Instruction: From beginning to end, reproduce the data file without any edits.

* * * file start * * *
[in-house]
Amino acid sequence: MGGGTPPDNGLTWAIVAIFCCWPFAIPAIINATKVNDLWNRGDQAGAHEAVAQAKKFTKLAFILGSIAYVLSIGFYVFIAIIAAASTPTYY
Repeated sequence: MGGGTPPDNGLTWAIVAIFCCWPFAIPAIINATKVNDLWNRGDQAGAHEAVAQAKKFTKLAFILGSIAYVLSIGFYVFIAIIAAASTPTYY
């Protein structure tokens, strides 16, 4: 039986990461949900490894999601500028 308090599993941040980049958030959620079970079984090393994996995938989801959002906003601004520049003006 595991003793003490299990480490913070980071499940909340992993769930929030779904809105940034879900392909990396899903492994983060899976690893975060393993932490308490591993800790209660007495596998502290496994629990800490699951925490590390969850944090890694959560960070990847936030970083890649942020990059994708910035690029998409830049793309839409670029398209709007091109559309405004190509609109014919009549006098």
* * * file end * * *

[in-house]
Amino acid sequence: MGGGTPPDNGLTWAIVAIFCCWPFAIPAIINATKVNDLWNRGDQAGAHEAVAQAKKFTKLAFILGSIAYVLSIGFYVFIAIIAAASTPTYY
Repeated sequence: MGGGTPPDNGLTWAIVAIFCCWPFAIPAIINATKVNDLWNRGDQAGAHEAVAQAKKFTKLAFILGSIAYVLSIGFYVFIAIIAAASTPTYY
């Protein structure tokens, strides 16, 4: 039986990461949900490894999601500028 308090599993941040980049958030959620079970079984090393994996995938989801959002906003601004520049003006 595991003793003490299990480490913070980071499940909340992993769930929030779904809105940034879900392909990396899903492994983060899976690893975060393993932490308490591993800790209660007495596998502290496994629990800490699951925490590390969850944090890694959560960070990847936030970083890649942020990059994708910035690029998409830049793309839409670029398209709007091109559309405004190509609109014919009549006098």